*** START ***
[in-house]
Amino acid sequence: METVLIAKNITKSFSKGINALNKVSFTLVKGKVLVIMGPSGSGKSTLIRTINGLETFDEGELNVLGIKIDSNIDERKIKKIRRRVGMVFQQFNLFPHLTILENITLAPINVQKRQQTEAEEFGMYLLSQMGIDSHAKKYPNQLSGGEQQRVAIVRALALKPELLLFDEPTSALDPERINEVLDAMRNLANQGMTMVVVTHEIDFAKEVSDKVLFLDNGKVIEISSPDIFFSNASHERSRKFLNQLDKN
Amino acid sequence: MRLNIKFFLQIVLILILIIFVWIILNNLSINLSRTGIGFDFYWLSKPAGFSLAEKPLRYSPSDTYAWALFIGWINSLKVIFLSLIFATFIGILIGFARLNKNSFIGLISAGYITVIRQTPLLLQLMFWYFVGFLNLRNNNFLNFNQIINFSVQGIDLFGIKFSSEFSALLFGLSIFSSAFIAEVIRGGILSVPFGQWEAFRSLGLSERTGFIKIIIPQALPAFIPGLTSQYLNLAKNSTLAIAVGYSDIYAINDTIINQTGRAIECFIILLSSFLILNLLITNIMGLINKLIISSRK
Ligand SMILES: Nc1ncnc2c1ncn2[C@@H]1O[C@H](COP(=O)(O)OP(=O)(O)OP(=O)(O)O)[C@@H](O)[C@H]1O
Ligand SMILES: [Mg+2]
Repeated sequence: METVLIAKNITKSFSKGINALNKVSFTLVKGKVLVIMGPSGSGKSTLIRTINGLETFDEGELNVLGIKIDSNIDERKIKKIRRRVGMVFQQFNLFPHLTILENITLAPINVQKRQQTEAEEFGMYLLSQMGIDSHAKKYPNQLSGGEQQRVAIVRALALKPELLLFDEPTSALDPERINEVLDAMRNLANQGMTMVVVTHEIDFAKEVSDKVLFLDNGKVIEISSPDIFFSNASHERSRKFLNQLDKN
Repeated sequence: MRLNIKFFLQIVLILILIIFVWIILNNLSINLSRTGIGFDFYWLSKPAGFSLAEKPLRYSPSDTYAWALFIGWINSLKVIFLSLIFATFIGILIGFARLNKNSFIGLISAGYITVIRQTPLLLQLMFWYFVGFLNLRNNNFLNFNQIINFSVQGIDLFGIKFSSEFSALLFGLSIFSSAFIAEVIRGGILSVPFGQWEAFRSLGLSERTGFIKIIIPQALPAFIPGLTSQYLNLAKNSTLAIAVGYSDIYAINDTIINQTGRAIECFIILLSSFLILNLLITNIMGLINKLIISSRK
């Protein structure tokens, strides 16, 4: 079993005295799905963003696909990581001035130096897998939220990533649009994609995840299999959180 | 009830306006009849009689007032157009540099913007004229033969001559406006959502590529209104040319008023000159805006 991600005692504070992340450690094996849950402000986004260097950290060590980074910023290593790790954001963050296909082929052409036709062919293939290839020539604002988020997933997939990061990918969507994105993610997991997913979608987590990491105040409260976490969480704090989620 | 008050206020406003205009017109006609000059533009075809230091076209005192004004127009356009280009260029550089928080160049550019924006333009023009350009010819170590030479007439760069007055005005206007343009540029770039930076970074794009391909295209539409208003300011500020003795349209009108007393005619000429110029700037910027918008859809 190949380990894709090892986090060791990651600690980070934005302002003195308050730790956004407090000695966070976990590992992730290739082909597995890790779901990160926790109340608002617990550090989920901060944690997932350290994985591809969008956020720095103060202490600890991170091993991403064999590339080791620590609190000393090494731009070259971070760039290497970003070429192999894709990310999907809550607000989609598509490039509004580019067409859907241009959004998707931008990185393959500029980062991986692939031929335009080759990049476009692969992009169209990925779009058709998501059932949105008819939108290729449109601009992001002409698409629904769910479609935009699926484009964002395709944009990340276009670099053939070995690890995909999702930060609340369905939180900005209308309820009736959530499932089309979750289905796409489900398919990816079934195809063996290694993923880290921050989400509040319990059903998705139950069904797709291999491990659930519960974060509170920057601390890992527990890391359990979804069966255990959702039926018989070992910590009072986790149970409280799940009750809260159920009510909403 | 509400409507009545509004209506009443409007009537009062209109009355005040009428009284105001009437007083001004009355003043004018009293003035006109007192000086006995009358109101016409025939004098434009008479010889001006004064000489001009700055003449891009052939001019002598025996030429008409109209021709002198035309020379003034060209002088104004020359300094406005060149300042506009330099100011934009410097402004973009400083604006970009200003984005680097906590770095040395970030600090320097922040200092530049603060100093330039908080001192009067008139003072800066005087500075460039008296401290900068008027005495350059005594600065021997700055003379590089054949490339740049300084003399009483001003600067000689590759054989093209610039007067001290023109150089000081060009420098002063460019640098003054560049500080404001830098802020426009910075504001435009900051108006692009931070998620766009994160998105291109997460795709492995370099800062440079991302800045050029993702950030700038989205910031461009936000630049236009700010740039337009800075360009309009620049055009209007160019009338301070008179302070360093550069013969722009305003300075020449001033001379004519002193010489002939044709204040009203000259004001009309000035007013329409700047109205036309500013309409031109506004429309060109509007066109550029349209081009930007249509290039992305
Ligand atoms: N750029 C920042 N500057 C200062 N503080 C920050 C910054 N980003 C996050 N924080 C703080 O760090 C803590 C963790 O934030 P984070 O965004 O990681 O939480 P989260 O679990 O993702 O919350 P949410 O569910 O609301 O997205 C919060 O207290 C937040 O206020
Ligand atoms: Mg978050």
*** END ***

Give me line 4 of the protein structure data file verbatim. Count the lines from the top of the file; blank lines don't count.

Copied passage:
Ligand SMILES: Nc1ncnc2c1ncn2[C@@H]1O[C@H](COP(=O)(O)OP(=O)(O)OP(=O)(O)O)[C@@H](O)[C@H]1O